One of the aspects of the Cyprus bank bailout deal hatched by the EU and the Cypriot government in March that has been noted as a big positive by analysts across Wall Street is the fact that it won't hurt the sovereign's creditworthiness in the same way it would if deposits weren't used to fund the bailout.

The chart below, from Morgan Stanley, is a simple illustration of the argument.


Morgan Stanley


Restructuring experts Lee Buchheit of Cleary Gottlieb, and Mitu Gulati of Duke Law School put it this way:

Cypriot sovereign bonds will emerge unscathed.

The next bond maturing on June 3, 2013 in the amount of €1.4 billion – a large chunk of which is reputed to have been bought by international hedge funds over the last six months at prices ranging from 70-75 cents on the euro – will be paid out at 100 cents on the euro in about ten weeks.

Hedge funds luck out in this case. They own "around half" of the June 2013 bonds, according to IFR reporters Natalie Harris and John Geddie (emphasis added):

According to market sources, around half of the June 2013 bond is owned by hedge funds, but while its price has fallen by around seven points this week, a restructuring of Cyprus' EUR4bn sovereign debt is not on the table.

The decision to spare sovereign bondholders and shift the burden to private creditors (uninsured depositors, in the case of Cyprus) has been heralded as a new "approach" to dealing with euro zone bailouts by Dutch finance minister Jeroen Dijsselbloem, who currently serves as President of the Eurogroup of euro zone finance ministers (the instrumental EU apparatus for negotiating bailouts with member states).

However, from a hedge fund manager's perspective, not that much has really changed.

Before the Cyprus deal and this supposed shift in the EU's approach to handling bailouts, it was all about putting the risks on taxpayers – in order to avoid contagion.

In other words, every time hedge funds bet on the taxpayer coming to the rescue – the opposite of what happened in Cyprus – they were rewarded.

"Opportunistic hedge funds have profited handsomely from the euro zone crisis, be it by speculating in Greek bonds or by buying up the senior debt of failed Spanish banks," wrote New York Times financial correspondent Landon Thomas in December. "They have successfully bet that Europe, ever fearful of Greek-style contagion, will prefer taxpayer-financed bailouts to forcing concessions from the private sector."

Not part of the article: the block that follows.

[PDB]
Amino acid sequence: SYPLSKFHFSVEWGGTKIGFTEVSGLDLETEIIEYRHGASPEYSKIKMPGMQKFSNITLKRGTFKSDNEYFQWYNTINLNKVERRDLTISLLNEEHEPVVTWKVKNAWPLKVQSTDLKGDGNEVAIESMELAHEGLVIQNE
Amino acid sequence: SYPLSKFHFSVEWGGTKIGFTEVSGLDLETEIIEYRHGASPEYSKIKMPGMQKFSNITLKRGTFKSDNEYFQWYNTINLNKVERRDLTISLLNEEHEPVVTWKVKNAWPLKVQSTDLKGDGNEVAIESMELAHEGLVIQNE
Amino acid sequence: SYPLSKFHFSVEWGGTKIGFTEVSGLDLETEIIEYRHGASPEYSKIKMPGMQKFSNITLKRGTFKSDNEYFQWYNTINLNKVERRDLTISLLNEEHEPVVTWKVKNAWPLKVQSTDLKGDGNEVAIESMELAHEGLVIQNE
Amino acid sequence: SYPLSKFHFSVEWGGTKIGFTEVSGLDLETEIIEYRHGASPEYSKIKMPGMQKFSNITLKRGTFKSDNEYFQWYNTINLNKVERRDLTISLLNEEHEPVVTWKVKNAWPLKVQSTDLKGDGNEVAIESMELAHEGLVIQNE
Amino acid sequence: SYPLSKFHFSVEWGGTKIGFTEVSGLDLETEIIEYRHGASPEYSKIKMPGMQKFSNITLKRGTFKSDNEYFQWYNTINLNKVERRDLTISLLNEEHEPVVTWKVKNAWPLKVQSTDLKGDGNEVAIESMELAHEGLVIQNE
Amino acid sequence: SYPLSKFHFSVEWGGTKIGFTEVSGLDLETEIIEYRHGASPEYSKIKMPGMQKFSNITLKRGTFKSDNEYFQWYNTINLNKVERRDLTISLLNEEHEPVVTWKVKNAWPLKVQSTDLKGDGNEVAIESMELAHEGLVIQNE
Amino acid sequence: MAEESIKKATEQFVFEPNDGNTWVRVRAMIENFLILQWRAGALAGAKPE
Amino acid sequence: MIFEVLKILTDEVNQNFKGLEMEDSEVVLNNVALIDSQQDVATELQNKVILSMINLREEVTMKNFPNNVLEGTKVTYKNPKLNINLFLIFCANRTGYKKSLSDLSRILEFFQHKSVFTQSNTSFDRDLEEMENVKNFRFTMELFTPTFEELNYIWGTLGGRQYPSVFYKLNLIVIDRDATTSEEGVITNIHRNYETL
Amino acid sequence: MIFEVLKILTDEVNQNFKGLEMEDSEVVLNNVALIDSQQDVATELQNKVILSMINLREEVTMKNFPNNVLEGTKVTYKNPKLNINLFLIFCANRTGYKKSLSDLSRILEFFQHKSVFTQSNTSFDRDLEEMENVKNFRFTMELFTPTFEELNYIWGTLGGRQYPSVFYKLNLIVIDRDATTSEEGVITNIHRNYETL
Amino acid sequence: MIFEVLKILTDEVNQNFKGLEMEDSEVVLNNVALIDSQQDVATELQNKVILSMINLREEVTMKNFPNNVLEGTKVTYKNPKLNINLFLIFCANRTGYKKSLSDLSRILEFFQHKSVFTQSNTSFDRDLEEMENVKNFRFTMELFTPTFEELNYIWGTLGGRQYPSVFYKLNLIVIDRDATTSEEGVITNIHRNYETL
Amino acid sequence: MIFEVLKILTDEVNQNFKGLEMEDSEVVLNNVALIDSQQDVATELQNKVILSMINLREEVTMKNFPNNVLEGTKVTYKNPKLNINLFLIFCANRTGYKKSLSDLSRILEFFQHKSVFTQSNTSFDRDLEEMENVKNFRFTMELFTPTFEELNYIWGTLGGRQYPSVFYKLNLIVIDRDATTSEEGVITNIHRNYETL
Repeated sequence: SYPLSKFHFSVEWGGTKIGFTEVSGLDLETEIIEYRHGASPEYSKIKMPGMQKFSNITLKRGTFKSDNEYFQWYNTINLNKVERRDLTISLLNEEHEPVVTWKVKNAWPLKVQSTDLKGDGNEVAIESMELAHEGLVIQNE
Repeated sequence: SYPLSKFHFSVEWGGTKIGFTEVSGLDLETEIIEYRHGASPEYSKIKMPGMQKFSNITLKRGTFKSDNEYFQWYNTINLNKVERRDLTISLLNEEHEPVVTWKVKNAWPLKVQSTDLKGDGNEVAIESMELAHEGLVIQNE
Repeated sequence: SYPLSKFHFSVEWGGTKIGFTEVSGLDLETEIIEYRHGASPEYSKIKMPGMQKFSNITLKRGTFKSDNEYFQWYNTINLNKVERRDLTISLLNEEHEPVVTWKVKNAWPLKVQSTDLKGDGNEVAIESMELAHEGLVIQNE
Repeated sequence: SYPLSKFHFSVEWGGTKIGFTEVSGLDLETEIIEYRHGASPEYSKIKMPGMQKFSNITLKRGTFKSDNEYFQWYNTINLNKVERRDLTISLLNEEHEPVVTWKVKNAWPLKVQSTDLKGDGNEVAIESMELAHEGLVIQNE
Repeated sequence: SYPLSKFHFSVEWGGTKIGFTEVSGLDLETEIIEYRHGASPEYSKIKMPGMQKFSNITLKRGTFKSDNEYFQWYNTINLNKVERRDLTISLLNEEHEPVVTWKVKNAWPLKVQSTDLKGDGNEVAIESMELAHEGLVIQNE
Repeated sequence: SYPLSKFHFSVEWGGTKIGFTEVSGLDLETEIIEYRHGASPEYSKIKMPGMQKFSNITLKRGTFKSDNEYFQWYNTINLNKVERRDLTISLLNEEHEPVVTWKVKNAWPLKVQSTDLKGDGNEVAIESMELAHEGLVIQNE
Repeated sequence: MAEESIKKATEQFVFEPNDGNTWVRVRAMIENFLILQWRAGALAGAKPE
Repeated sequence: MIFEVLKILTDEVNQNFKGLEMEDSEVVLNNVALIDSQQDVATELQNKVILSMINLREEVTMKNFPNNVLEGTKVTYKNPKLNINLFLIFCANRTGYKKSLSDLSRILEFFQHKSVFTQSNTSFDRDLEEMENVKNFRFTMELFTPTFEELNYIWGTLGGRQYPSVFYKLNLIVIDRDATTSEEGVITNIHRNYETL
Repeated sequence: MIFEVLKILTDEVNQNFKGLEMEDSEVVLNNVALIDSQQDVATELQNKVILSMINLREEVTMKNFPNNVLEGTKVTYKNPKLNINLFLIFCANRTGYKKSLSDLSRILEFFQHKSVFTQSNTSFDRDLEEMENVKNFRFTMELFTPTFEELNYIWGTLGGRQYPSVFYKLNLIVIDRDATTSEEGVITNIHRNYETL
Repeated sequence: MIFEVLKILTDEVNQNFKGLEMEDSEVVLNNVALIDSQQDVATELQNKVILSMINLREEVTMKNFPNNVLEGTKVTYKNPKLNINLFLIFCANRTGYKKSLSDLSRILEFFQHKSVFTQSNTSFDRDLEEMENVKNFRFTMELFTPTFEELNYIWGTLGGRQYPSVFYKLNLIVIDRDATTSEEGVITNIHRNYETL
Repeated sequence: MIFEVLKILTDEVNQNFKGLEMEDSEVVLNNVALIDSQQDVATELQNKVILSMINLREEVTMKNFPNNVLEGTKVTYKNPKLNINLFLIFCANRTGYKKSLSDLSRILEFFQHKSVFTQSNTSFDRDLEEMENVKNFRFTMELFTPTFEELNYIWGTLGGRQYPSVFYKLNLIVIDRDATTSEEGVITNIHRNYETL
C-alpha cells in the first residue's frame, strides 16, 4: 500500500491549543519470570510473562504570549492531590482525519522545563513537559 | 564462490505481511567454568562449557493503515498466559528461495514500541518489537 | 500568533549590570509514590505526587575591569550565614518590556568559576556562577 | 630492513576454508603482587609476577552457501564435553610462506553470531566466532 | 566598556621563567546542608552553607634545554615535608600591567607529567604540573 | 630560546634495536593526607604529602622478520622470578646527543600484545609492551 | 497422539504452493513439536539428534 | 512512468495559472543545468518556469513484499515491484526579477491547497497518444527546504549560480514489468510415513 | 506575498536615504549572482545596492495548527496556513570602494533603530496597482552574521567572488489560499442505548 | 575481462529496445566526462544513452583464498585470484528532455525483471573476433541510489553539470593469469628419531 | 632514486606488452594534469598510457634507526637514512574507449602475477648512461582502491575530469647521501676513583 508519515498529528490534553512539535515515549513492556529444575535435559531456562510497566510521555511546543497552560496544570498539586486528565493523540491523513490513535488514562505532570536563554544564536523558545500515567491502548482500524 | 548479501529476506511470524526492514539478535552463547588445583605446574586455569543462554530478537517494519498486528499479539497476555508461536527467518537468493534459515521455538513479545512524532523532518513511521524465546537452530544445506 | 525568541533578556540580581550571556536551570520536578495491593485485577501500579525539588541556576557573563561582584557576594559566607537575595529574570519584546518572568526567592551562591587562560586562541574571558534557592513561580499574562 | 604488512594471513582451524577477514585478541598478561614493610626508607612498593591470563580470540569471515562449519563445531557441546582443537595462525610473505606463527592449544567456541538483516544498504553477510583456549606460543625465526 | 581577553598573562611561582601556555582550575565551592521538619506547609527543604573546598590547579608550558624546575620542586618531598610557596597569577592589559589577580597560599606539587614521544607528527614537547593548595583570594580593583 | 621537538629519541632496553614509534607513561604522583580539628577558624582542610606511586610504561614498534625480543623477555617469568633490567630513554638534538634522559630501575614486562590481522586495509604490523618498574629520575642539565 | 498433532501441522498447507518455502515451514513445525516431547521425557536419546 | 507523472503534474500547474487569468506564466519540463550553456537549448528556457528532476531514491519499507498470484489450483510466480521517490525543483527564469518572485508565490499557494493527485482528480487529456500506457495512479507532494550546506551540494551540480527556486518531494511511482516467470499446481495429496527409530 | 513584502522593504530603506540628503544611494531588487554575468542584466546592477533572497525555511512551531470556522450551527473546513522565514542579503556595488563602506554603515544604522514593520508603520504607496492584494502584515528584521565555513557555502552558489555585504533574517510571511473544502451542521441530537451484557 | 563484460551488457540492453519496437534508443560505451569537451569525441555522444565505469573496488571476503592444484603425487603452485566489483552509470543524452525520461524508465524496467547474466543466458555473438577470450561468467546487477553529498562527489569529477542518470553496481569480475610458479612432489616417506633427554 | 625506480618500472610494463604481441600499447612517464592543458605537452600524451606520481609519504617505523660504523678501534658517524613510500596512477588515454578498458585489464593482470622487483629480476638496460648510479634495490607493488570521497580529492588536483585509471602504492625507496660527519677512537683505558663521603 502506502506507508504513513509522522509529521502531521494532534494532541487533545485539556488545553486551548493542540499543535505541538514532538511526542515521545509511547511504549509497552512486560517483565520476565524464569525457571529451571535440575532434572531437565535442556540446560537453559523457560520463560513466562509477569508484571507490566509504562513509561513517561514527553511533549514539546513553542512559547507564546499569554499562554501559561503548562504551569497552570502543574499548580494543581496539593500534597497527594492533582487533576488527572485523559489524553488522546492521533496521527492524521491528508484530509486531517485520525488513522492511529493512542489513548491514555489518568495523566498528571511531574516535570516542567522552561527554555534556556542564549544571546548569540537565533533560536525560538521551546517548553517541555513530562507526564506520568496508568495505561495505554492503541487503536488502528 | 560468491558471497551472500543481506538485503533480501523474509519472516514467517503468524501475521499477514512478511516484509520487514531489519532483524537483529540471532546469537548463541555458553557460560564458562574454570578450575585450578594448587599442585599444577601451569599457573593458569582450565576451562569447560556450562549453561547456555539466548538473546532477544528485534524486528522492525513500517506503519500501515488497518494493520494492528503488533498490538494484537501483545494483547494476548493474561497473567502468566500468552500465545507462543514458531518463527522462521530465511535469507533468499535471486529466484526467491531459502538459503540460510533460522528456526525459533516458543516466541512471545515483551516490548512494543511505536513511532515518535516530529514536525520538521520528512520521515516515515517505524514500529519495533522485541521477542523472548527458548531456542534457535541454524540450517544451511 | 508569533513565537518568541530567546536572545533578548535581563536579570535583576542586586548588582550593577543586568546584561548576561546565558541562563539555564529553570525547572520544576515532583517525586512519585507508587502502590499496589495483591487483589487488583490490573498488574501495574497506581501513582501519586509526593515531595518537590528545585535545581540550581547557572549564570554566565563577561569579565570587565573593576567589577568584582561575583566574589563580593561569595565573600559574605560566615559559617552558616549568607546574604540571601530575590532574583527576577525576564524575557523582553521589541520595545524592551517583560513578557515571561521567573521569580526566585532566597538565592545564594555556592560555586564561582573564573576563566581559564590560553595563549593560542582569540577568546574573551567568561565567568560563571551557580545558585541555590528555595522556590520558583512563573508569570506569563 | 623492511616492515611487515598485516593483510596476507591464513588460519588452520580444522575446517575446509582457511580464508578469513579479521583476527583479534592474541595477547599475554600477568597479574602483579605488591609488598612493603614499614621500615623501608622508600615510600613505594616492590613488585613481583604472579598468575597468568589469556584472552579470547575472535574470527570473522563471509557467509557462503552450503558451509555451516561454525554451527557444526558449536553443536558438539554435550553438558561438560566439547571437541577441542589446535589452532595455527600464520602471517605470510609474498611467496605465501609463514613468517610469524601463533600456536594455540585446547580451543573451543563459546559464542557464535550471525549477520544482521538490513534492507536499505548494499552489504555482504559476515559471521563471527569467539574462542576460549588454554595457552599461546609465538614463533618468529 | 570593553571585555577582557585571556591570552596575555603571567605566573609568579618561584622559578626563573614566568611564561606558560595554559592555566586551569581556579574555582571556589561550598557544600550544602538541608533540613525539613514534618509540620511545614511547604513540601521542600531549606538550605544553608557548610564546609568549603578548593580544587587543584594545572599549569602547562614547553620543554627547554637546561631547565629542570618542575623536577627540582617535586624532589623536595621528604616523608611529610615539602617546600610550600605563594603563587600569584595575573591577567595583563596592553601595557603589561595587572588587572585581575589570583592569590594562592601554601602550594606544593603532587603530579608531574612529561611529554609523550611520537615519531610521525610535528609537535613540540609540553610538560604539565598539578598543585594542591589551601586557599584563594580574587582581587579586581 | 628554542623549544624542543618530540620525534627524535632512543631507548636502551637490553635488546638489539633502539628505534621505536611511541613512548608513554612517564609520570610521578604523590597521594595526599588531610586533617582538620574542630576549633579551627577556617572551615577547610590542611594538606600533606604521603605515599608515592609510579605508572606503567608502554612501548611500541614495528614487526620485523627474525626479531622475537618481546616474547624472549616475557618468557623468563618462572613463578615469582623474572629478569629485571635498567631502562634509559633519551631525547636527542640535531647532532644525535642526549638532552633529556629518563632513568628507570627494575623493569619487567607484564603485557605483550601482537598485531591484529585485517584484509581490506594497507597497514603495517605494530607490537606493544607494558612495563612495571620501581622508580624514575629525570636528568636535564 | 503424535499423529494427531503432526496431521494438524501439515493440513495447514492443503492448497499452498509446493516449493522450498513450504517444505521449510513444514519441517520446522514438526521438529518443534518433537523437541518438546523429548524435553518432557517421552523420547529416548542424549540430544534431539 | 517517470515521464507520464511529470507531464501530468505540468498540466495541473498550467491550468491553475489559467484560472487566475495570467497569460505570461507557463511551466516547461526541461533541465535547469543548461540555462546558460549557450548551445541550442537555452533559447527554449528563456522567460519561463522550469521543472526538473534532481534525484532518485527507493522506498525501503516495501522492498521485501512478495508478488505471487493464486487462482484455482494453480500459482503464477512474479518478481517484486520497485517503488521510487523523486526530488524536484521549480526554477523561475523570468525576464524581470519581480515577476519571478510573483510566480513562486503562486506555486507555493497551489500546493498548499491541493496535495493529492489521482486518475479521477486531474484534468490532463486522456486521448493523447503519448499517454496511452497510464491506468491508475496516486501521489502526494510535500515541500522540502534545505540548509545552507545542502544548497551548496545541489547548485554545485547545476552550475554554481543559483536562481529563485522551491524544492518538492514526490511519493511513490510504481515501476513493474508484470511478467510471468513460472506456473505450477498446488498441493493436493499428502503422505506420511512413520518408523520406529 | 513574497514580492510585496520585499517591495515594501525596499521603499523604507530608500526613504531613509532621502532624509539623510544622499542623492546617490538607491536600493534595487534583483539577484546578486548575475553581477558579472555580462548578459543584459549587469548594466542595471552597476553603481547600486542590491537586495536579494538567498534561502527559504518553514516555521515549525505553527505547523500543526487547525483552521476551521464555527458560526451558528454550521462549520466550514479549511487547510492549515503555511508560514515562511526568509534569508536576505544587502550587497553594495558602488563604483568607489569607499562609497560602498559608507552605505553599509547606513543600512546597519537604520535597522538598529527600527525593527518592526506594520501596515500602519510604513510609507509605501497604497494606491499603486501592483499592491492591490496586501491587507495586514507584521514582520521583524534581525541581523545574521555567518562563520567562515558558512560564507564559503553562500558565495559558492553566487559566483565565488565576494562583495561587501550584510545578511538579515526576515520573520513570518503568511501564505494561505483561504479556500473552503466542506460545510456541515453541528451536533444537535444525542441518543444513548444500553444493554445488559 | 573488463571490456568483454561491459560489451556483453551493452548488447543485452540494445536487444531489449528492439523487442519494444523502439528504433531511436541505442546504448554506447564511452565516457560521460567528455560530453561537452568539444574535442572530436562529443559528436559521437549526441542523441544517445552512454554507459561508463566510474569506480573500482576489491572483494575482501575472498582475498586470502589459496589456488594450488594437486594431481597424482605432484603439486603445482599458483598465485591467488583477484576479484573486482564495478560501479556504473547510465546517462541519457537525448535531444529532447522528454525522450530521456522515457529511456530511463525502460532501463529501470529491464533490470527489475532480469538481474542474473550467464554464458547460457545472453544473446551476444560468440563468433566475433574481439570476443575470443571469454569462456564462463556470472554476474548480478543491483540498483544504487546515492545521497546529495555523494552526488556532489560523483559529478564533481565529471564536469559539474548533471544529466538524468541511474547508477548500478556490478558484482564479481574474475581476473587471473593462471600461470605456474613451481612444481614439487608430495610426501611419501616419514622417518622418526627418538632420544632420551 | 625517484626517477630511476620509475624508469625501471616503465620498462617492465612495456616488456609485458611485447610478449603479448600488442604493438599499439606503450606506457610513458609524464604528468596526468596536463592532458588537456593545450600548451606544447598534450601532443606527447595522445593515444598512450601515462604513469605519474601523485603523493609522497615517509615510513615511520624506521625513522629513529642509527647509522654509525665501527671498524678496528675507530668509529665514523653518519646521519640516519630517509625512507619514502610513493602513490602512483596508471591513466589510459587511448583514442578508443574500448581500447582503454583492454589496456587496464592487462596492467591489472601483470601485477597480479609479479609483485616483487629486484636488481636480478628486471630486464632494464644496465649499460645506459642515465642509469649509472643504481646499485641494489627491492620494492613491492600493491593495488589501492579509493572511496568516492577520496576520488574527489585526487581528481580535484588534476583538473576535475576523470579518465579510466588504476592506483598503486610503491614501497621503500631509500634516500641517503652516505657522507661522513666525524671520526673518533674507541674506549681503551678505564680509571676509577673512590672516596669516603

After all, the reason it was profitable for hedge funds to bet on the taxpayer in all of those previous instances is that doing the opposite meant betting on a scenario that could unleash serious contagion in financial markets – something that EU leaders have reacted to and sought to avoid time and again throughout the euro crisis, which is now entering its fourth year.

The whole crux of the European strategy has been to contain government borrowing costs in crisis countries, taking pressure off of governments in order to allow them time to implement difficult economic reforms.

That is why ECB President Mario Draghi's announcement of "Outright Monetary Transactions" (OMT) in August, which supposedly provides a monetary backstop for those crisis countries, was considered such a gamechanger by euro zone sovereign bond markets, and bond yields have continually moved lower since then as a result.

In Cyprus, European leaders may have decided that throwing sovereign bondholders under the bus would ultimately put that strategy in jeopardy.

Instead of discussing that, though, much has been made of the idea that the decision to force haircuts on depositors in Cyprus means that deposits in any peripheral euro zone bank that may face a restructuring in the future are no longer safe (and bank stocks have tumbled accordingly in recent weeks).

Why would euro zone leaders let that happen?

In reality, it looks like policymakers are once again simply doing whatever they can to avoid contagion, and the hedge funds, by betting on this – same as ever – got it right again.

Hence, the move to hit depositors in Cyprus may signal less of a shift in EU policymaking strategy than it does a continuation of the avoidance-of-contagion-at-all-costs strategy.

The report from IFR's Harrison and Geddie lends credence to this idea (emphasis added):

"There is a calculated gamble here that the contagion from deposit holders is less important than the contagion you would see if the Troika forced [private sector involvement] in a second European country," said a portfolio manager at a large European fixed income fund.

So, while the EU did force private sector involvement in the restructuring of Cypriot banks, they did it to avoid such an outcome in the restructuring of Cypriot sovereign debt.

If they had done otherwise – loaning the entire amount of the money needed for the bailout to Cyprus, thus raising the tiny country's public debt-to-GDP to "unsustainable" levels that increase the odds for the need to bail out the government in the future – they would have sent a different message to investors.

For euro zone leaders, that could have been an even bigger headache.